The U.S. Navy's EC-130Q Hercules TACAMO ("Take Charge and Move Out") aircraft was a land-based naval aviation platform that served as a SIOP strategic communications link aircraft for the U.S. Navy's Fleet Ballistic Missile (FBM) submarine force and as a backup communications link for the USAF manned strategic bomber and intercontinental ballistic missile forces. To ensure survivability, TACAMO operated as a solo platform, well away from and not interacting with other major naval forces such as sea-based aircraft carrier strike groups and their carrier air wings or land-based maritime patrol aircraft Operated by Fleet Air Reconnaissance Squadron THREE (VQ-3) and Fleet Air Reconnaissance Squadron FOUR (VQ-4), the EC-130Q was eventually replaced by the U.S. Navy's current TACAMO platform, the Boeing 707-based E-6 Mercury.
Design and development
The EC-130E Commando Solo entered service in 1978 as the EC-130E Coronet Solo with the Tactical Air Command (TAC). In 1983 the Coronet Solo's mission was transferred to the Military Airlift Command (MAC) and redesignated the EC-130E Volant Solo. With the formation of Air Force Special Operations Command, the mission was transferred to AFSOC and redesignated Commando Solo. Operations were consolidated under a single-AFSOC gained unit, the 193d Special Operations Wing (193 SOW) of the Pennsylvania Air National Guard. In the early 1990s the aircraft were upgraded and designated Commando Solo II. The EC-130E variants were replaced with new EC-130J Commando Solo III aircraft built by Lockheed Martin beginning in 2003.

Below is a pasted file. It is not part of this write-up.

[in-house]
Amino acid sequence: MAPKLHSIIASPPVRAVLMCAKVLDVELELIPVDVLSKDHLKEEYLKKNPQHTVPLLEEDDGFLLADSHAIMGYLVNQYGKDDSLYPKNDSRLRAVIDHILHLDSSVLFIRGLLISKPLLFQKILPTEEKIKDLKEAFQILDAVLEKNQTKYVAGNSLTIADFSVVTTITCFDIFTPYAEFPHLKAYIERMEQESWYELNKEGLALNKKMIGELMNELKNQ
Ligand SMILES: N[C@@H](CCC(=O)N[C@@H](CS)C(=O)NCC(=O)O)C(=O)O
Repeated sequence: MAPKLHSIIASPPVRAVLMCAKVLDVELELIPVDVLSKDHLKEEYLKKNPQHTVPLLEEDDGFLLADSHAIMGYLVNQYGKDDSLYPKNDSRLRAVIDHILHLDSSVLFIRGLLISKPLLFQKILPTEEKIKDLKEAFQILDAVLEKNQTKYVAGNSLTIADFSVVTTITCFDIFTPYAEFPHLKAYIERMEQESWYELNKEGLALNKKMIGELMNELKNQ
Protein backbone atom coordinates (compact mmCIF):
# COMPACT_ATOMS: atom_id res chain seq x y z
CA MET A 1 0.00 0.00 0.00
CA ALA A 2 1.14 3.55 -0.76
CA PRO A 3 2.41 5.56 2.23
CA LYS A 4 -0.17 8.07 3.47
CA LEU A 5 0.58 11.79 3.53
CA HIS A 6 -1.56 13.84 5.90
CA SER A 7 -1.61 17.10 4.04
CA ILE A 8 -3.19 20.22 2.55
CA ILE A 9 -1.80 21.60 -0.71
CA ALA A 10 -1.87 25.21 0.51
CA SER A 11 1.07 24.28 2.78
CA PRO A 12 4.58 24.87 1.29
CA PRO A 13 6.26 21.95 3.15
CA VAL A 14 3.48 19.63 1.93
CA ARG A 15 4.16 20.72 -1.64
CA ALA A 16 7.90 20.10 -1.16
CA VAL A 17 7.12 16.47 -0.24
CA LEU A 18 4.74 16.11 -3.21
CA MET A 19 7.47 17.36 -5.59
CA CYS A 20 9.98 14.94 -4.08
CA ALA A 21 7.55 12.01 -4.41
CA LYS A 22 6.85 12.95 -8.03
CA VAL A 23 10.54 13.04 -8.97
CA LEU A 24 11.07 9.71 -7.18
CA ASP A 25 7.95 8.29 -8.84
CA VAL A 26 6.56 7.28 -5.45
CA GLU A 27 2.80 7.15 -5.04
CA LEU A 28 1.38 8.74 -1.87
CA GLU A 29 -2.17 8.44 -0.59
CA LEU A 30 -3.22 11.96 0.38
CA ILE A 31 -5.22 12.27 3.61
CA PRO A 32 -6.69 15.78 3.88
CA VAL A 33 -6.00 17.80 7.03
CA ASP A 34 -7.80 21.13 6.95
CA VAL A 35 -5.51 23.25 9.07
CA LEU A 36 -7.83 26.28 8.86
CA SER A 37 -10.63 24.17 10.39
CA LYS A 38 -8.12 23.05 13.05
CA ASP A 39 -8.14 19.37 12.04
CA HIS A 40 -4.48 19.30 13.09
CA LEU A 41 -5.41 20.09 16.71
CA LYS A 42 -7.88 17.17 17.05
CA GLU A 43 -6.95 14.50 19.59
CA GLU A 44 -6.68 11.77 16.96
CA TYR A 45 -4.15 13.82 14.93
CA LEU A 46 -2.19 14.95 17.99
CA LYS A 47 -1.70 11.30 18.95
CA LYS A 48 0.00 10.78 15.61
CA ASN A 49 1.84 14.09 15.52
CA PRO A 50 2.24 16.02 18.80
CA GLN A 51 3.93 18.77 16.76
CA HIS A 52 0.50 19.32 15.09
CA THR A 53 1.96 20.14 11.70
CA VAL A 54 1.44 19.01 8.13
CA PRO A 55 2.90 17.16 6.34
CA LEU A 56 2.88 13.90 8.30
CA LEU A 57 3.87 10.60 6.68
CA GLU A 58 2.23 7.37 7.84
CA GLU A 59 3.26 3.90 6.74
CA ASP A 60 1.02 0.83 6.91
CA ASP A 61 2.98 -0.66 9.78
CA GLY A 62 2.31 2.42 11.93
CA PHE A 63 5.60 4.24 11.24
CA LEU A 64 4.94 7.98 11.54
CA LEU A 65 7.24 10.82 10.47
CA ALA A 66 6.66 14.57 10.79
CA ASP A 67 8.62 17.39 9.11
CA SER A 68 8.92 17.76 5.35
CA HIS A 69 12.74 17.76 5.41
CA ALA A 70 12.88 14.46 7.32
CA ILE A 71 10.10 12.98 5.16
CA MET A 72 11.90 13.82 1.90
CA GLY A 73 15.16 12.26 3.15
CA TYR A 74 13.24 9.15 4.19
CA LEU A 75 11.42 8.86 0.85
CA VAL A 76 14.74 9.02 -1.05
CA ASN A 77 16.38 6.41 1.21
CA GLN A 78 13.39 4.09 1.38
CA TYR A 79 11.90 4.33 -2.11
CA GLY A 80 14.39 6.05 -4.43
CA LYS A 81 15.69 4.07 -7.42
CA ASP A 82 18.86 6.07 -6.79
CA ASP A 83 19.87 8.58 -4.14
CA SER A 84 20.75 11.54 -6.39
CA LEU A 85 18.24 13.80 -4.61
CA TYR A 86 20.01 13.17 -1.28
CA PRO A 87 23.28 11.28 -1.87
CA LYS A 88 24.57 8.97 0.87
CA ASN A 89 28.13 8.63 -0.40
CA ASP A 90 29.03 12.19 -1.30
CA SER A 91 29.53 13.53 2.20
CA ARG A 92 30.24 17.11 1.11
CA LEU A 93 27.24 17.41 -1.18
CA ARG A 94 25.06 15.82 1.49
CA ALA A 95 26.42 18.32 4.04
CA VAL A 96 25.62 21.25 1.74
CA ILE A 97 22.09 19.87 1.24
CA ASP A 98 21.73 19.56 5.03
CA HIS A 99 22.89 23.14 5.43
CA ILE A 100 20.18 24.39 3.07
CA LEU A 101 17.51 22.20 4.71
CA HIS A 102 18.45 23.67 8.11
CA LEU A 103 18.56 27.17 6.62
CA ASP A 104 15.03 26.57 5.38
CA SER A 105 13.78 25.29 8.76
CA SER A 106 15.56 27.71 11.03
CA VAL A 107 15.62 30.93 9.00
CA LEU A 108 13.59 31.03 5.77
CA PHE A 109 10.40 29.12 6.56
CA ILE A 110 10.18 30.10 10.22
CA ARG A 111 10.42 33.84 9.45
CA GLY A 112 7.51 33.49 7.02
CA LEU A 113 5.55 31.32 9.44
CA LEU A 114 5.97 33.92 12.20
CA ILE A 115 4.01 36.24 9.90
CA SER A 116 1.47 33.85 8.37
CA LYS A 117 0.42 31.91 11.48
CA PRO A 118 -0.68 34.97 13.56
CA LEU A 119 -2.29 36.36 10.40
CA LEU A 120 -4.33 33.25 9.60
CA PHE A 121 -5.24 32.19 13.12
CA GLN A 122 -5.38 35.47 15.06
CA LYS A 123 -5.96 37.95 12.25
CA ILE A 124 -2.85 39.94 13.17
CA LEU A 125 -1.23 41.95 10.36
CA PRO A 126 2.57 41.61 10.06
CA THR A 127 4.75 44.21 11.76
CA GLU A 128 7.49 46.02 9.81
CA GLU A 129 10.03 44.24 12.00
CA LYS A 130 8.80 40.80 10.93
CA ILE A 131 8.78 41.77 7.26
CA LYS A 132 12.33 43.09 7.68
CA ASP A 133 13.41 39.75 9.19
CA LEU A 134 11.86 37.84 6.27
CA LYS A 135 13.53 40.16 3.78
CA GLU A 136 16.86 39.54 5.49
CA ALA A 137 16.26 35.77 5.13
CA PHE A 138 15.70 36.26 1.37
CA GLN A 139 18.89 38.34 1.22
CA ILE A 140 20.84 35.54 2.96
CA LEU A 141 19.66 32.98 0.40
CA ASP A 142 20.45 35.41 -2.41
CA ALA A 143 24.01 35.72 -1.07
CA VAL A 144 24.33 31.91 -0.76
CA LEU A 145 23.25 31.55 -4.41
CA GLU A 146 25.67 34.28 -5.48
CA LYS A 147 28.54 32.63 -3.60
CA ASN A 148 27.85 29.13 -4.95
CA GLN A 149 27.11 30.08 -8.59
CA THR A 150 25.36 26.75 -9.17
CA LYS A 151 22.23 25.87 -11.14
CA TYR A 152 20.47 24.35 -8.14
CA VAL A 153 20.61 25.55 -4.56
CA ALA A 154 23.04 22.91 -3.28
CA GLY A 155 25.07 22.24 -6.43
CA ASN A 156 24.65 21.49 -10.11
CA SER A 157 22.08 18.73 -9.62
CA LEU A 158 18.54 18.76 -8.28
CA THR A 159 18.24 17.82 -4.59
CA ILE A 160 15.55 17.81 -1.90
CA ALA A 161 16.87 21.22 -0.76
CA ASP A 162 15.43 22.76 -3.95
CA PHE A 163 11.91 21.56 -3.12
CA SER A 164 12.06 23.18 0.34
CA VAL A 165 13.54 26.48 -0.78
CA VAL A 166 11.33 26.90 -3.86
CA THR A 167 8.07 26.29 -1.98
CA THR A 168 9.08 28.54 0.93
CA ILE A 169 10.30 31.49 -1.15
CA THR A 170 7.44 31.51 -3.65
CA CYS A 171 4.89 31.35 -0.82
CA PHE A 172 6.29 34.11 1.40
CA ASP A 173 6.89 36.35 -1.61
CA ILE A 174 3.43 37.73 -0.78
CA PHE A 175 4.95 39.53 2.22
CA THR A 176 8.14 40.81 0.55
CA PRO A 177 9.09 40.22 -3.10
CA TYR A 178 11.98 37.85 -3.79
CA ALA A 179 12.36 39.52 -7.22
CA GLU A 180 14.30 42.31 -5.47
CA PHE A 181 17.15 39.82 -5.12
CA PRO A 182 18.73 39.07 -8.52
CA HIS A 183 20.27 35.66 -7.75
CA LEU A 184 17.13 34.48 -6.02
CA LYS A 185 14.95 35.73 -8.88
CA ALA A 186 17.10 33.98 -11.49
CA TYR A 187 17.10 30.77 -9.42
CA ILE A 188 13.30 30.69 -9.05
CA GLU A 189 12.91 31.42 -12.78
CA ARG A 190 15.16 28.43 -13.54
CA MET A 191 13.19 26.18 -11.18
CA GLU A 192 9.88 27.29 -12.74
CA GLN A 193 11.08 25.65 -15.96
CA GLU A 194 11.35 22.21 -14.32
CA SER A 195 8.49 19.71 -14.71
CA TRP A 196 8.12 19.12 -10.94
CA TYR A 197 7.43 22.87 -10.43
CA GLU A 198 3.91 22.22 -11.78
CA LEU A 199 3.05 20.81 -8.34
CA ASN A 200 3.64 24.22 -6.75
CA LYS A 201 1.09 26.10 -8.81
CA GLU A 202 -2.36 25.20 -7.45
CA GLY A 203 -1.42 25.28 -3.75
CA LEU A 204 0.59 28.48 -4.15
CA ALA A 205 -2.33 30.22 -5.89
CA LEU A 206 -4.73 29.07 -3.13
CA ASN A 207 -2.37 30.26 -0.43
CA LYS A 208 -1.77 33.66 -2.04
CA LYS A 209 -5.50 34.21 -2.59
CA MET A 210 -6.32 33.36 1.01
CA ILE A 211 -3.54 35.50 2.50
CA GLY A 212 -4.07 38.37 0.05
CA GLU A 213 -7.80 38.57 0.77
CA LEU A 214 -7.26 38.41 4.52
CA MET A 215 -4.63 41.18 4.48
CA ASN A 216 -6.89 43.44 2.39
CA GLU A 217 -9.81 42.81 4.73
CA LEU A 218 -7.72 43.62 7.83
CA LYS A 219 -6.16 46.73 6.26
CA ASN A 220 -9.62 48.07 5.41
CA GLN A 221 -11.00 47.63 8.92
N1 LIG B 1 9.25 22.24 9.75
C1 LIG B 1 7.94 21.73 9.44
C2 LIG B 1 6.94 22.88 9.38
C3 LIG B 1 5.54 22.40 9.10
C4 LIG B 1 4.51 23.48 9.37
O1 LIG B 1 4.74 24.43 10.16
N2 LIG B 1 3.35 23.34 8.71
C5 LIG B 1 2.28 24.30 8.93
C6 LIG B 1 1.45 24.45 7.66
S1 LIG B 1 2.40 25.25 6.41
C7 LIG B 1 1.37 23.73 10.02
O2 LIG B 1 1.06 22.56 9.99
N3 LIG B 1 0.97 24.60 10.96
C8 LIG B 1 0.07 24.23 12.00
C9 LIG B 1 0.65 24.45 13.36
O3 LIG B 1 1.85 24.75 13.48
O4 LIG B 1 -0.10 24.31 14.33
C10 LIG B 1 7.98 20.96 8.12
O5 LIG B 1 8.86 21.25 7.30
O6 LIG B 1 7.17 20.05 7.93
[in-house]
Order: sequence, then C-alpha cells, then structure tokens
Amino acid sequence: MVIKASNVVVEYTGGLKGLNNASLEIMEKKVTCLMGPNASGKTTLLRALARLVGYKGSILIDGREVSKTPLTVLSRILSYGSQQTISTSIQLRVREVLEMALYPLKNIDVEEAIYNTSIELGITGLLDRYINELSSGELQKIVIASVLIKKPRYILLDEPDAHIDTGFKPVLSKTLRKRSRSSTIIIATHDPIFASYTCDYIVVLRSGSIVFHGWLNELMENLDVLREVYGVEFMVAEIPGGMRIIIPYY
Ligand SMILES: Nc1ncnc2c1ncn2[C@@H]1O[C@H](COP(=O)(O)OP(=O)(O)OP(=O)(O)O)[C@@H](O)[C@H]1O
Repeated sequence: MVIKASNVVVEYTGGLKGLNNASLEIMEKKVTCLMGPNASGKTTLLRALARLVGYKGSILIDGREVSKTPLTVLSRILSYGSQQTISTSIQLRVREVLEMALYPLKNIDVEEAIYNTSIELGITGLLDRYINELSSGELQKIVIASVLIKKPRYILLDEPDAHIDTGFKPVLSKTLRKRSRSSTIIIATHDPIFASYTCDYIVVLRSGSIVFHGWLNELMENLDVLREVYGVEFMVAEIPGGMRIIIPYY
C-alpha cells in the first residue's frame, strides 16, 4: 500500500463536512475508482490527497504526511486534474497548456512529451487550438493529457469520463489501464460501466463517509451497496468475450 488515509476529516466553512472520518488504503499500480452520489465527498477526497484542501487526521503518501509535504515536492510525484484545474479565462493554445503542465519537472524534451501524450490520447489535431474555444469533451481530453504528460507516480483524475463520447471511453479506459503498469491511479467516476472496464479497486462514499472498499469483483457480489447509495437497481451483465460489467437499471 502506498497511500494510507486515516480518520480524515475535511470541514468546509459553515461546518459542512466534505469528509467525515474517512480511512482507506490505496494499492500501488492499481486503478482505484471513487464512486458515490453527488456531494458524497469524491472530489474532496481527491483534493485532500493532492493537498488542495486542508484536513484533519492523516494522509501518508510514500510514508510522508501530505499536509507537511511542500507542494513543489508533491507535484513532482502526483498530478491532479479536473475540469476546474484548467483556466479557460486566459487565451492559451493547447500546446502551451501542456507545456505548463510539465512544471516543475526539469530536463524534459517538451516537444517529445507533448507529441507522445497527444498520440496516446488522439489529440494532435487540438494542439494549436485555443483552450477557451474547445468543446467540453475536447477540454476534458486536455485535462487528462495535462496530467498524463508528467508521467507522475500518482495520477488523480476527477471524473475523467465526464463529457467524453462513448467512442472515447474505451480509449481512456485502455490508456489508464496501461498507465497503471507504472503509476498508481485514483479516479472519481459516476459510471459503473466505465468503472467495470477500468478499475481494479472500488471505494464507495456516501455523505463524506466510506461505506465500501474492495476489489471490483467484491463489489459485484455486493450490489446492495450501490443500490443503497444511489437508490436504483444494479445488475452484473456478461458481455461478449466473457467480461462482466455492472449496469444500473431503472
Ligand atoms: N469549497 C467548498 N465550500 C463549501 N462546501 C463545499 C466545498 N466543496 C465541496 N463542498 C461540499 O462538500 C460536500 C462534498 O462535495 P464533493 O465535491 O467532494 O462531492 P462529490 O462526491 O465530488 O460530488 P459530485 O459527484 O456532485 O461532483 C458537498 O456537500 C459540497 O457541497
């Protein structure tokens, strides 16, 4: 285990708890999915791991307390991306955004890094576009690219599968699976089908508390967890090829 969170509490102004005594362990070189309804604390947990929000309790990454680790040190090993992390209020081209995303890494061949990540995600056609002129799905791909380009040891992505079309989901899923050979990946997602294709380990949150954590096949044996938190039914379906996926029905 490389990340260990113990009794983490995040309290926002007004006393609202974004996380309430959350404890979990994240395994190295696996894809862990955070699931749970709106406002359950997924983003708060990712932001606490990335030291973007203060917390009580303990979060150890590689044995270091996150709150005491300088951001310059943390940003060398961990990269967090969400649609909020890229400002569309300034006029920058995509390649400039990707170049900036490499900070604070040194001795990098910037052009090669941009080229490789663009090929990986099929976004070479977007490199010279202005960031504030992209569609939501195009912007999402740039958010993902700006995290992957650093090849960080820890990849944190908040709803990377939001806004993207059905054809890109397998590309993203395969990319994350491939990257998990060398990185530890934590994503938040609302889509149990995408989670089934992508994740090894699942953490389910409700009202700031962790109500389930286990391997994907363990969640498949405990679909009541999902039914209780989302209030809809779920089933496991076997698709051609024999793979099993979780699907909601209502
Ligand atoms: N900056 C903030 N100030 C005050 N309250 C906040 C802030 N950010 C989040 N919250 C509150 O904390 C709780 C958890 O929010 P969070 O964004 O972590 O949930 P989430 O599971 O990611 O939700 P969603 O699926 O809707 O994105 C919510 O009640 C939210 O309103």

Highly specialized modifications have been made to the latest version of the EC-130J (Commando Solo III). Included in these mods are enhanced navigation systems, self-protection equipment, and the capability of broadcasting color television on a multitude of worldwide standards throughout the TV VHF/UHF ranges.
Secondary missions include command and control communications countermeasures (C3CM) and limited intelligence gathering. The three variants are EC-130 ABCCC, EC-130E Commando Solo, and the EC-130J Commando Solo. The version currently in service is the EC-130J, as the last EC-130E was retired from service in 2006.
The USAF plans to begin replacing the 15 EC-130s in 2020 with a commercial airframe transplanted with the Compass Call's electronic gear. The EC-X effort plans to deliver 10 new aircraft by 2029.
The EC-130 was originally modified by using the mission electronic equipment from the EC-121S Coronet Solo. Soon after the 193rd SOG received its EC-130s, the unit participated in the rescue of US citizens in Operation Urgent Fury, acting as an airborne radio station informing those people on Grenada of the US military action. In 1989, Commando Solo was instrumental in the success of coordinated psychological operations in Operation Just Cause, again broadcasting continuously throughout the initial phases of the operation to help end the Manuel Noriega regime. In 1990 the EC-130 joined the newly formed Air Force Special Operations Command and has since been designated Commando Solo, with no change in mission.
More recently, in 1994, Commando Solo was utilized to broadcast radio and television messages to the citizens and leaders of Haiti during Operation Uphold Democracy. The EC-130s deployed early in the operation, highlighting the importance of PSYOP in avoiding military and civilian casualties. President Aristide was featured on the broadcasts which contributed significantly to the orderly transition from military rule to democracy.